It has been almost 25 years since a large crowd of children, parents and teachers gathered in the parking lot at Essex County Turtle Back Zoo to save this treasure from being closed. Today, Turtle Back is a thriving, dynamic destination where our 900,000 visitors annually see endangered species and learn about conservation and the importance of animals.
When I was serving as Freeholder President, the Blue Ribbon panel I commissioned to study the zoo recognized its potential as an educational and recreational facility and recommended it be kept open. Since I became Essex County Executive in 2003, one of my initiatives has been to transform Turtle Back into a first-class facility. During the last 17 years, we have modernized the infrastructure, created new natural habitat themed animal exhibits and introduced amenities to enhance our visitors’ experience.
Our latest project is to create a new amphitheater for educational programs. Our current amphitheater is not conducive to this type of activity and does not have space where animals can be kept before the presentations begin. Therefore, we rely on the four classrooms in our Education Building to present these enrichment programs, which is hardly adequate space to meet our daily needs.
On an average day, we welcome about 2,200 children from various schools and recreation programs but only have space to provide just 150 students with the opportunity to participate in an enrichment program. In the past, groups that came to the zoo passively learned about the importance of each animal by strolling along the paths, watching the animals and reading the signs. Now there is greater demand for an interactive experience. The planned 500-seat addition will provide the opportunity to significantly increase the audience we currently reach with our educational programming and help satisfy requirements of the three nationally recognized organizations that accredit the zoo.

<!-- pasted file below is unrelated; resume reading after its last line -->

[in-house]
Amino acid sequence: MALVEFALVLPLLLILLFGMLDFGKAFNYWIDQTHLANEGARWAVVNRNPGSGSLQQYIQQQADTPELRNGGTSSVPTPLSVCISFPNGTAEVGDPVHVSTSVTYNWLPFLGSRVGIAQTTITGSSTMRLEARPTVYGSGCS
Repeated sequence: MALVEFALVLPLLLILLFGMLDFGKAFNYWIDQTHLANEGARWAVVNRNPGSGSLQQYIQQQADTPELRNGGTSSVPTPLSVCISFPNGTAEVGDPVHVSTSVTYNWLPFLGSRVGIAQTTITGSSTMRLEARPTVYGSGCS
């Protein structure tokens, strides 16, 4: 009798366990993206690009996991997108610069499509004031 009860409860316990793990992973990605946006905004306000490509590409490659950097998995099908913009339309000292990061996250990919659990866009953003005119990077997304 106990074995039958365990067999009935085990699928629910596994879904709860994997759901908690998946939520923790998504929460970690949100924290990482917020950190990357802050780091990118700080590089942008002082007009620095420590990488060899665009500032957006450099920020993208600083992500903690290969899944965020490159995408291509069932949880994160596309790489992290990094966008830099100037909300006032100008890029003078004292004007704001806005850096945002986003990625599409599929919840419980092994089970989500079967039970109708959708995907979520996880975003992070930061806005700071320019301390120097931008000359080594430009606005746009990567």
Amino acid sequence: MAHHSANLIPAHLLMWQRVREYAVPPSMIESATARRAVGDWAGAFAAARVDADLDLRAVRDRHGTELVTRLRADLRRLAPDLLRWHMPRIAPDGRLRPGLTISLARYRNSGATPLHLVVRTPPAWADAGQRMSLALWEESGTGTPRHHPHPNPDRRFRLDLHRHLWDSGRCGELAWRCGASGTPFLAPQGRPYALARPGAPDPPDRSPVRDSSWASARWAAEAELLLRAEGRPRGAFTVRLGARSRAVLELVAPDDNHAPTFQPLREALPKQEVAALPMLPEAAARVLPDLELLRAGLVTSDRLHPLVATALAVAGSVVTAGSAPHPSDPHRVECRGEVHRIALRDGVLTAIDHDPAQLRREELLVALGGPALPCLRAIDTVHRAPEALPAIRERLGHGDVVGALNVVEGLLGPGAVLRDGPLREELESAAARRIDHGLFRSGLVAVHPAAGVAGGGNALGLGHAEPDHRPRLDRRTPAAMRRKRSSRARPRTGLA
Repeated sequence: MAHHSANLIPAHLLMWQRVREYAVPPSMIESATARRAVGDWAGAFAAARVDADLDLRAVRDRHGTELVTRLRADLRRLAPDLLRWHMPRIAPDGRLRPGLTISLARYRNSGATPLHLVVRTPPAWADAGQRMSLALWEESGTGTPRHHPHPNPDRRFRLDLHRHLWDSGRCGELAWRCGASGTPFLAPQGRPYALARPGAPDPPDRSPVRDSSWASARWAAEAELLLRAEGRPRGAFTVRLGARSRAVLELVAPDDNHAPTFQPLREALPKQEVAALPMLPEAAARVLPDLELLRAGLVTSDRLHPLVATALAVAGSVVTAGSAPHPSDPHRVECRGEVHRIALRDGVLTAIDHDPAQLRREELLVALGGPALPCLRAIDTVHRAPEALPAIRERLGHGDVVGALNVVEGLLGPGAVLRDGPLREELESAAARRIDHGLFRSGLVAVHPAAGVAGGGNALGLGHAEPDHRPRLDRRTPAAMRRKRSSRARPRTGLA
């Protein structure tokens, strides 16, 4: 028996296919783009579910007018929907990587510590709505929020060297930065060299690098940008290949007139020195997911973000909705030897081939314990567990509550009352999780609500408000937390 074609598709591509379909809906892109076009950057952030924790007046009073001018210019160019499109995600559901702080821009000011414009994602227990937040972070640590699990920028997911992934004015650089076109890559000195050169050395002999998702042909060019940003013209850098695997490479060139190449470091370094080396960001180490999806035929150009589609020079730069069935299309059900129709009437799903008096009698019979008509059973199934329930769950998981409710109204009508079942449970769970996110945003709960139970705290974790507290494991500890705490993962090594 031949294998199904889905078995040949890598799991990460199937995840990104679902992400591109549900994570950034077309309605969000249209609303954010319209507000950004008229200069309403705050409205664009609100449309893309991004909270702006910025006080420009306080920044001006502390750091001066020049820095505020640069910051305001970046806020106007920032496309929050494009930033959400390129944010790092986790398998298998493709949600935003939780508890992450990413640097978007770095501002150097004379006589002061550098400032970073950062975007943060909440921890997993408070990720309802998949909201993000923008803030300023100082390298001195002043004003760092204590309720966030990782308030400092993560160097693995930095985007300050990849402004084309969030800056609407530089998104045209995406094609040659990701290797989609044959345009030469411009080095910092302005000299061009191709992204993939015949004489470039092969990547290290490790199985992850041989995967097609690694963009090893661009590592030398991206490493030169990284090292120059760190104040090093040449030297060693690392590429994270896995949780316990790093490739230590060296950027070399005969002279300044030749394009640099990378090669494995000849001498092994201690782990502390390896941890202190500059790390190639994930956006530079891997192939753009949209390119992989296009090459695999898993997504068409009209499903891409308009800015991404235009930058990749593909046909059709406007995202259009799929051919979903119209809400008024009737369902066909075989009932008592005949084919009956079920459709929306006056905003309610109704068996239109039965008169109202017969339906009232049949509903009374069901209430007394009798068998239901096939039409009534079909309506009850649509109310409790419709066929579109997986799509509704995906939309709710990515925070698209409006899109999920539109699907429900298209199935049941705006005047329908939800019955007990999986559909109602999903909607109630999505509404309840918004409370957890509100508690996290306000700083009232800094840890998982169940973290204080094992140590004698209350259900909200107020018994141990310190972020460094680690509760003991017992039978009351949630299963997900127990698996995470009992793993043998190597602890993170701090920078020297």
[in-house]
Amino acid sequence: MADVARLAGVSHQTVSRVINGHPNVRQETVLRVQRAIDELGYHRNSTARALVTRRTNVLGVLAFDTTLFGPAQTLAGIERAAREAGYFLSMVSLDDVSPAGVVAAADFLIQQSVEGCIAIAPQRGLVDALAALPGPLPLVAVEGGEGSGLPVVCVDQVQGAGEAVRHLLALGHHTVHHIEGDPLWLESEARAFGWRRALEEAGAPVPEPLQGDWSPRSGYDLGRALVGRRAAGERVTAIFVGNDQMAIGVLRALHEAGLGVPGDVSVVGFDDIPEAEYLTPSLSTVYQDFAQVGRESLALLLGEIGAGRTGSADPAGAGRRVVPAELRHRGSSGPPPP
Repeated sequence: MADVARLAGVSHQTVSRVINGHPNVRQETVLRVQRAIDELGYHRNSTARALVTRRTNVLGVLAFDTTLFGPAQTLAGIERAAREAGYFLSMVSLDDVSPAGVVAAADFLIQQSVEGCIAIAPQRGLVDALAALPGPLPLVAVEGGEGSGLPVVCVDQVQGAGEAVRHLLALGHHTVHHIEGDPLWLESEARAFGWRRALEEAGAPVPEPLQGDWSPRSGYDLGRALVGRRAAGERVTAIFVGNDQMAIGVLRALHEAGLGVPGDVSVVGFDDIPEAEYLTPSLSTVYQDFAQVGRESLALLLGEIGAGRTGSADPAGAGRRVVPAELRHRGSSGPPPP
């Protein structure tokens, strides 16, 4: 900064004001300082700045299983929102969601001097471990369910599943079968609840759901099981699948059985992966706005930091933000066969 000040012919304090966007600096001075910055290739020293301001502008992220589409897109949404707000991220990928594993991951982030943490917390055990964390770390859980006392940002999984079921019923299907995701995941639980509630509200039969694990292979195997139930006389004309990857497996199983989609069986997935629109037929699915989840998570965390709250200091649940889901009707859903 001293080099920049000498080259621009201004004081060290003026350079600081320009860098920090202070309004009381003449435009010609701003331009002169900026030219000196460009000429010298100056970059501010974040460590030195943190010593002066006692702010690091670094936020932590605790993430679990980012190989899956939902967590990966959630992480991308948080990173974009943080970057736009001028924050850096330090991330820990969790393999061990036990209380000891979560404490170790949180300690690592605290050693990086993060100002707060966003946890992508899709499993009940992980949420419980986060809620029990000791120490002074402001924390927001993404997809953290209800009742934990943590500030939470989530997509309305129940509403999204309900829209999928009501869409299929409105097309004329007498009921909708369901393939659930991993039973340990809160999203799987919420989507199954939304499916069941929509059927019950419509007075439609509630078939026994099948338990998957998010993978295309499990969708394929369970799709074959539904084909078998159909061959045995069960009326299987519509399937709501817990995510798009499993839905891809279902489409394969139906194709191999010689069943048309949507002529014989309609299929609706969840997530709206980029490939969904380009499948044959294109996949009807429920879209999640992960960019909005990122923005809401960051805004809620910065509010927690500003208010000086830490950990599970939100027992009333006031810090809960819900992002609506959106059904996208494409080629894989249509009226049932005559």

Like many of our projects, the amphitheater is being partially funded with a grant, this one a special appropriation from the State. Relying on grants, NJ Green Acres funding, corporate and philanthropic contributions, Zoological Society of NJ support and individuals’ donations have enabled us to invest over $75 million of improvements at Turtle Back Zoo without placing a large burden on our taxpayers. In fact, the zoo is unique in that it has been a self-sufficient facility for the last decade, meaning the revenue collected from admissions covers operating costs. This fiscal success contributed to Essex earning its first-ever Aaa bond rating, the highest rating available and the gold standard for financial stability and strength.
There have been concerns about the impact the amphitheater will have on the environment. Since 2003, as the zoo has expanded from 30 to 40 acres, we have followed the stringent guidelines set by the NJ Department of Environmental Protection and the NJ Soil Erosion and Sediment Control Act to address runoff and erosion. The retention basins and modern drainage systems we have installed when making improvements help reduce run off and address long-standing flooding issues that existed in South Mountain Reservation long before Turtle Back opened 56 years ago.
In addition, we are estimating that about one acre of land from South Mountain Reservation will be needed for the amphitheater, which is just a small piece when considering the reservation encompasses over 2,200 acres. I am a great proponent of open space preservation: We have increased the number of open spaces in the Essex County Parks System from 17 to 23, planted 20,000 new trees throughout Essex County and preserved over 500 acres in our densely populated county, including adding 55 acres to South Mountain. I believe enhancing our educational component is a reasonable use for the land.
The amphitheater isn’t designed to attract more visitors, just enhance services to those we currently welcome. In addition, a 500-car deck (our third parking facility) opening in December will provide more on-site parking and reduce the number of vehicles parking on Cherry Lane. As I promised, an updated Turtle Back Zoo Master Plan will be completed by year’s end.
We have created something special in which all residents of Essex County should take great pride. Along with Turtle Back Zoo, we created the South Mountain Recreation Complex where residents enjoy the walking path around the Orange Reservoir, picnic pavilion, paddle boating and playground. I want Turtle Back Zoo to continue to thrive and, along with the Complex, be an attraction that promotes economic development, invigorates the local economy and encourages Essex residents to spend their money where they live.
Just like 25 years ago, let’s rally in support of Turtle Back Zoo so people of all ages can continue to experience the wonders of the wild, gain an appreciation for animals and become the next generation of environmental stewards.
Joseph N. DiVincenzo, Jr. is the Essex County Executive.